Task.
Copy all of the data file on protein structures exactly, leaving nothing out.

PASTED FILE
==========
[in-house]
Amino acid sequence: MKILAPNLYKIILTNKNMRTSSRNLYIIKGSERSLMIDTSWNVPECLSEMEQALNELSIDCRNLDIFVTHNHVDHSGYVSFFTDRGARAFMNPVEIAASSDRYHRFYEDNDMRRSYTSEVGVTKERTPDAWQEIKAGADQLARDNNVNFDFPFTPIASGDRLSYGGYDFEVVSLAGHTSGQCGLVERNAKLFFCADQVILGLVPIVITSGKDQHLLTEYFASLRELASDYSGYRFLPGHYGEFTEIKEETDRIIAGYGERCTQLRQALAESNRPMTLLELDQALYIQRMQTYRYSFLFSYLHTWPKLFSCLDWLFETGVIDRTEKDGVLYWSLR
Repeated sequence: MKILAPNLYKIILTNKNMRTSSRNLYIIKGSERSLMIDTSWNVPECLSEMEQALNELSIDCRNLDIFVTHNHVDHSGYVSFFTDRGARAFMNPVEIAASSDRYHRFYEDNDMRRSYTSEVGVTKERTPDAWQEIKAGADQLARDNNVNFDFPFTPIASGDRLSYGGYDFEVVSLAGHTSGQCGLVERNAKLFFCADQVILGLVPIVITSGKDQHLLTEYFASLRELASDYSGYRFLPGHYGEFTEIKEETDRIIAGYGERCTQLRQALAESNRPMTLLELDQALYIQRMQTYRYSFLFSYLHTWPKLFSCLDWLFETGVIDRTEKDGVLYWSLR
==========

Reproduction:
[in-house]
Amino acid sequence: MKILAPNLYKIILTNKNMRTSSRNLYIIKGSERSLMIDTSWNVPECLSEMEQALNELSIDCRNLDIFVTHNHVDHSGYVSFFTDRGARAFMNPVEIAASSDRYHRFYEDNDMRRSYTSEVGVTKERTPDAWQEIKAGADQLARDNNVNFDFPFTPIASGDRLSYGGYDFEVVSLAGHTSGQCGLVERNAKLFFCADQVILGLVPIVITSGKDQHLLTEYFASLRELASDYSGYRFLPGHYGEFTEIKEETDRIIAGYGERCTQLRQALAESNRPMTLLELDQALYIQRMQTYRYSFLFSYLHTWPKLFSCLDWLFETGVIDRTEKDGVLYWSLR
Repeated sequence: MKILAPNLYKIILTNKNMRTSSRNLYIIKGSERSLMIDTSWNVPECLSEMEQALNELSIDCRNLDIFVTHNHVDHSGYVSFFTDRGARAFMNPVEIAASSDRYHRFYEDNDMRRSYTSEVGVTKERTPDAWQEIKAGADQLARDNNVNFDFPFTPIASGDRLSYGGYDFEVVSLAGHTSGQCGLVERNAKLFFCADQVILGLVPIVITSGKDQHLLTEYFASLRELASDYSGYRFLPGHYGEFTEIKEETDRIIAGYGERCTQLRQALAESNRPMTLLELDQALYIQRMQTYRYSFLFSYLHTWPKLFSCLDWLFETGVIDRTEKDGVLYWSLR